When you see lists of Ireland’s hidden gems including the likes of the Cliff of Moher (which saw over 1.4 million visitors in 2016) then you know that the term ‘hidden gem’ has become a cliche and is in danger of losing all meaning. However that doesn’t meant that the 2500km of the Wild Atlantic Way aren’t fertile ground for hidden gems – places of interest that aren’t very well known or might be over shadowed by better known neighbours – and with this series of posts I would like to reclaim the phrase.
In this post, the fourth in the series about the Wild Atlantic Way’s hidden gems (the first covered Mayo, the second Galway, the third Cork), Richard Creagh (co-author of Exploring Ireland’s Wild Atlantic Way) takes a look at county Kerry.
There is nowhere else in Ireland that does tourism like Kerry does. Gifted with some of the most beautiful scenery in the country, as well as a rich history and cultural heritage, this county has been welcoming visitors for a long long time. The obvious drawback to this popularity is, well, the popularity. Many areas have now lost that ‘genuine’ feel that many tourists crave, and the rural roads in much of Kerry barely cope with the summer traffic, making travel quite stressful for some during the high season. Still, this is a large county with plenty of lesser known beauty spots, and one simple trick will have most places quiet for your visit – avoid high summer!
1. Kerry Dark Sky Reserve
has been designated an International Dark Sky Reserve. The long, dark nights of winter are the best time for stargazing, though the typical weather at that time of year often blocks out the upward view. But if you do get clear weather and can cope with the cold the show is indeed spectacular. Bring a flask and bundle yourself up in as many layers as possible and try to keep away from any outdoor lights. The longer you stay out the better your eyes will adjust, and once they have you’ll be counting constellations and shooting stars long into the small hours.
The Perseid meteor showers passes Ireland every year around the middle of August, a time that probably suits most people better for staying up late. While the nights aren’t as long, and hence not as dark as in winter, the show can still be very special, and usually lasts for a few nights.
2. Culloo, Valentia Island
Far from the crowds on the Ring of Kerry is a stretch of coast called Culloo on Valentia Island. Though it’s a lonely and exposed place it’s beautiful on a sunny day in May when the tops of the cliffs are covered in sea pinks and the swell crashes below. It’s a popular spot with shore fishermen, who cast from the rock at the eastern end of the highest cliffs, but few other people go past the car park here. A short loop walk can be made from the car park. Head towards the holy well and two stone crosses and from here take a straight line out to the shore. Local legend has it that St. Brendan sailed to here and climbed the cliffs just in time to baptise and anoint two dying pagans, and so the well is named after him. Following the cliffs east brings you to Culloo Rock (the fishing spot), where a stream-side track will bring you back to the car. Be extremely careful near the cliffs here – the area is remote and open to very big swells in rough weather. Rogue waves have washed people from the cliffs in the past.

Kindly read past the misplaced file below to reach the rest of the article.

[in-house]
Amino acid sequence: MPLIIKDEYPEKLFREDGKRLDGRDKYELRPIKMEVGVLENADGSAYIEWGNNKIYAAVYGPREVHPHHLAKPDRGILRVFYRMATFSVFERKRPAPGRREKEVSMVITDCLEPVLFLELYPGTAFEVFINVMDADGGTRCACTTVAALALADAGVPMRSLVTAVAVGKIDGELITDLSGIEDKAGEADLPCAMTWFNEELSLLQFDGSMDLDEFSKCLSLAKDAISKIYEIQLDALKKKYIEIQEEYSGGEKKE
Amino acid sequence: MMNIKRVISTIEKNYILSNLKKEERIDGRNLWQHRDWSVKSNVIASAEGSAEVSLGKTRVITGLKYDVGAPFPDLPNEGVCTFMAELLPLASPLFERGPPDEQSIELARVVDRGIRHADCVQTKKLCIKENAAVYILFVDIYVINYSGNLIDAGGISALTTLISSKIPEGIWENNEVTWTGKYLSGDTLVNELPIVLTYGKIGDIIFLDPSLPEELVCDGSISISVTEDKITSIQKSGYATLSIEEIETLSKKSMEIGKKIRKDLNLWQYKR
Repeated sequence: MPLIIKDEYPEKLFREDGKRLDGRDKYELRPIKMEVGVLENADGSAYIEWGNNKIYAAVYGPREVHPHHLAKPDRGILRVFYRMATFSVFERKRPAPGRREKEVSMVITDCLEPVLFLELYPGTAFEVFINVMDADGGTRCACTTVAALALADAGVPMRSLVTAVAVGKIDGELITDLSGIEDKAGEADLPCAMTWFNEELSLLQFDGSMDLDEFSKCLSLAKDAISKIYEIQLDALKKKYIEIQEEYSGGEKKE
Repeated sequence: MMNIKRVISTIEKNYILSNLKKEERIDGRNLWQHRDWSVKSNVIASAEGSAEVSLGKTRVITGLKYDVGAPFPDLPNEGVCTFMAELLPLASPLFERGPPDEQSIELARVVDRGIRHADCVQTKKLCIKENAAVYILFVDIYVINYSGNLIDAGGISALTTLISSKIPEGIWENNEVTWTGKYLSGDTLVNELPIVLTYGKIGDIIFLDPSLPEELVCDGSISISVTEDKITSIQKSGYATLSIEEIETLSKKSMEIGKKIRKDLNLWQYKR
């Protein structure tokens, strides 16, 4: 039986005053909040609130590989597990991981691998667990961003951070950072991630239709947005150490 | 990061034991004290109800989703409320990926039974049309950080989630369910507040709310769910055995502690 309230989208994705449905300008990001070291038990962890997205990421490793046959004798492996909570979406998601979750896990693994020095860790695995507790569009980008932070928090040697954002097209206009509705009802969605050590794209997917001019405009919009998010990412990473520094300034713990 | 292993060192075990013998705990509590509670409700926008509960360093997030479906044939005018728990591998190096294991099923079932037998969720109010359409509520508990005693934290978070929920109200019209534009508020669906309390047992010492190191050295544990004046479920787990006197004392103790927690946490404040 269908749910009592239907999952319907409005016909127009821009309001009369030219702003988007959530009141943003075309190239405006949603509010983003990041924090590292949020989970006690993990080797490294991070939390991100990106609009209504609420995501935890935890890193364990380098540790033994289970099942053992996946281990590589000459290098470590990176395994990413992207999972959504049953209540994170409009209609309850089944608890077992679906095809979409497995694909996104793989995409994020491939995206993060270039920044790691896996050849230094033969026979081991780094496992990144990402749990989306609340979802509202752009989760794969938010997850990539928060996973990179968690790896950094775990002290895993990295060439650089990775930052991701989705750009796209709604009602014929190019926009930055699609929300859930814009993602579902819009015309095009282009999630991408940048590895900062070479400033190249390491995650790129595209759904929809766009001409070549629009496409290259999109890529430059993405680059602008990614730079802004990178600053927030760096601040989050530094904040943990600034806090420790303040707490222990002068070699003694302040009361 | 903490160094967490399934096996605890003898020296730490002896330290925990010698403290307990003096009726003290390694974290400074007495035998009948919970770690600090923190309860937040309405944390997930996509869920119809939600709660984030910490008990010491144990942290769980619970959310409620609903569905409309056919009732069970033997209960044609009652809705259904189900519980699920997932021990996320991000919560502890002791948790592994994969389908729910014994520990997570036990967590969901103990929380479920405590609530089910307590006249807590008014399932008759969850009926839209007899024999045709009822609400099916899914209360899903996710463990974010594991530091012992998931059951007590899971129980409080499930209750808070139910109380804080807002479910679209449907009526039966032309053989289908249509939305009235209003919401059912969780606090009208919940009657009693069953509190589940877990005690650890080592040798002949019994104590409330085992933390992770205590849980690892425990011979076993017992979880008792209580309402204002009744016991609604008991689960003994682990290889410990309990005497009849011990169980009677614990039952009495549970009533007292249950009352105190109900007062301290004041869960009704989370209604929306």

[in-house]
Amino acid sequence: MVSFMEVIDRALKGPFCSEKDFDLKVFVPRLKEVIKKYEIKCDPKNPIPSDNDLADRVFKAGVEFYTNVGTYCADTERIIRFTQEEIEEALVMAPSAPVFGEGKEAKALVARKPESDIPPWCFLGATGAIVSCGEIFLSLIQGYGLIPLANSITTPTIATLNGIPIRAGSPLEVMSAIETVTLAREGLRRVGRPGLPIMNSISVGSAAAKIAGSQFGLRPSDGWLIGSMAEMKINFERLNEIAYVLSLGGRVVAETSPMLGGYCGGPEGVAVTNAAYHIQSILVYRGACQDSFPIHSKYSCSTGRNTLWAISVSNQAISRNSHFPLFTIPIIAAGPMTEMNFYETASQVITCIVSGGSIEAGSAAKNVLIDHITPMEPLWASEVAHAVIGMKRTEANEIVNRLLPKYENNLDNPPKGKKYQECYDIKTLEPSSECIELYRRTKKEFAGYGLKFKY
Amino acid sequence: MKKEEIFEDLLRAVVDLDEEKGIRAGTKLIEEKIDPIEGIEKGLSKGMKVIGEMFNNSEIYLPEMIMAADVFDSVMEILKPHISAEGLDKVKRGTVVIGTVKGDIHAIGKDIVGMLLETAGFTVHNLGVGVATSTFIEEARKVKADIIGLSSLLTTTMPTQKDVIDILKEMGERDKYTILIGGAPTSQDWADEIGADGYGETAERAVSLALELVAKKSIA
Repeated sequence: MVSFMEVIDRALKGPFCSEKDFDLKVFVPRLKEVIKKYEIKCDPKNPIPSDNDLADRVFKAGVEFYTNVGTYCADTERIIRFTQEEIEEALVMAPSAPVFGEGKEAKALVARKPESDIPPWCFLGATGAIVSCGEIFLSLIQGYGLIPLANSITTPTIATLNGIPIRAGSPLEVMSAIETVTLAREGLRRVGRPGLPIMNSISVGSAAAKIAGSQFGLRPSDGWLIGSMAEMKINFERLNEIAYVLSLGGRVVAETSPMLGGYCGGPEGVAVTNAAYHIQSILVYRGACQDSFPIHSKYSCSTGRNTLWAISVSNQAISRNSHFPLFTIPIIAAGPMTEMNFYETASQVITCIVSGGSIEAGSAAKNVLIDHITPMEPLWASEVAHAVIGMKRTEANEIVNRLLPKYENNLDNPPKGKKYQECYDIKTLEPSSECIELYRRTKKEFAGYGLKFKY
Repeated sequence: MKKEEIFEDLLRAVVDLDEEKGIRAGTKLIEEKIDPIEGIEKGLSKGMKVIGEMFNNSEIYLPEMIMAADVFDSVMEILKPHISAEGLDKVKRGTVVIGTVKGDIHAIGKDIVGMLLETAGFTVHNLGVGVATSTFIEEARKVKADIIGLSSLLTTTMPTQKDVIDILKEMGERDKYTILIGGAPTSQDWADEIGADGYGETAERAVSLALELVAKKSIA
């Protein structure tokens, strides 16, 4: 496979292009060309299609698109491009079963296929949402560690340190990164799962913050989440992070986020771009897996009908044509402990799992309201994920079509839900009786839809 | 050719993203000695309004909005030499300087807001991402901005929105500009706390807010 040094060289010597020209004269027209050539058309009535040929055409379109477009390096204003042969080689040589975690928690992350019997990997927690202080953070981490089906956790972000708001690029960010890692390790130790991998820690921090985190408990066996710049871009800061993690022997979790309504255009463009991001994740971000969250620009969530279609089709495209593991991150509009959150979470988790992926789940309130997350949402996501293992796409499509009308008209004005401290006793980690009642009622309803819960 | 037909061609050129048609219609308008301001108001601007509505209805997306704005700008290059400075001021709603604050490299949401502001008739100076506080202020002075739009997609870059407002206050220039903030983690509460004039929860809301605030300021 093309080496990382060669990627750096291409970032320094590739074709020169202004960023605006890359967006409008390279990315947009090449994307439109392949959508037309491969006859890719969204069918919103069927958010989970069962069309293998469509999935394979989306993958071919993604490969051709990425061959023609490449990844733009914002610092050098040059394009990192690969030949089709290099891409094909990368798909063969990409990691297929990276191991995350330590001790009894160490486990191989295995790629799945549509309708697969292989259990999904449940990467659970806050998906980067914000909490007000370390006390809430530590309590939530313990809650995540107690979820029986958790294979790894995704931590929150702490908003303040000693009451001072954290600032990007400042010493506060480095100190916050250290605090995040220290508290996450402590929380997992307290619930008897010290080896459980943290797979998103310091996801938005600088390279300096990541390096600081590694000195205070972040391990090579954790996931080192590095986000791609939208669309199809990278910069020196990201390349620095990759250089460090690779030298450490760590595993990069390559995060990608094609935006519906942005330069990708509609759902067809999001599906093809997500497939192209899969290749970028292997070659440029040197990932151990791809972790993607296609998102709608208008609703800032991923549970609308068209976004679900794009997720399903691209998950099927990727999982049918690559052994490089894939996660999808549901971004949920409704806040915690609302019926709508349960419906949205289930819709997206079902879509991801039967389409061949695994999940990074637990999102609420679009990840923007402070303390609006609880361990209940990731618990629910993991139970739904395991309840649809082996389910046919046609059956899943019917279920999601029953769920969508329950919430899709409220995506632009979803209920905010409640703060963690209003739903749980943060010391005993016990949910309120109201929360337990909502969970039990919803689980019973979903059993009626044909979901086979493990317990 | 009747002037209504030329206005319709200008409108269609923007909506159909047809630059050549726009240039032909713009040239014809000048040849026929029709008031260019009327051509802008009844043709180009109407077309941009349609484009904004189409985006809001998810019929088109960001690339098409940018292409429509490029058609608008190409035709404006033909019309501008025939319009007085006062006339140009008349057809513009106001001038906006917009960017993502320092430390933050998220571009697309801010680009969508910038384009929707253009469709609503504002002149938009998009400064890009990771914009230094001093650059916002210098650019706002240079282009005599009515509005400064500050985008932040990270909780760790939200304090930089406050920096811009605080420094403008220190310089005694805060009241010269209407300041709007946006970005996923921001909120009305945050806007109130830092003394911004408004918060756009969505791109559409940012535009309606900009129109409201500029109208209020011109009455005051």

To get to Culloo follow the northern road on Valentia Island east until a signpost to the left for Saint Brendan’s Well. Take this turn and follow the rough road as far as your car can make it. The road ends at signs for Culloo Rock, though the potholed nature might mean you’d rather walk to get to this point from further back along. With a bit of luck the road won’t be paved any time soon, helping keep the place that bit quieter!
3. Cosán Cuas na nEighe
4. West Kerry Marine Wildlife
But being the west of Ireland there is a catch – the weather. The seas here are often too rough for trips out, even (and some years especially) during the summer. The wildlife too can be capricious, though that’s not really a fair word to use. After all, it’s not there to entertain tourists (despite what Fungie might lead some people to believe) and superb encounters can be replaced the following day by total no-shows. Still, natural history lovers will enjoy a trip around this superb archipelago on any day, and if you get lucky you’re likely to have a trip you won’t ever forget. Blasket Island Eco Marine Tours run dedicated wildlife trips out of Ventry. Great Blasket Islands and Dingle Bay Charters also run tours from Dingle.
5. Bromore Cliffs
For more information about these and other similar areas check out Exploring Ireland’s Wild Atlantic Way.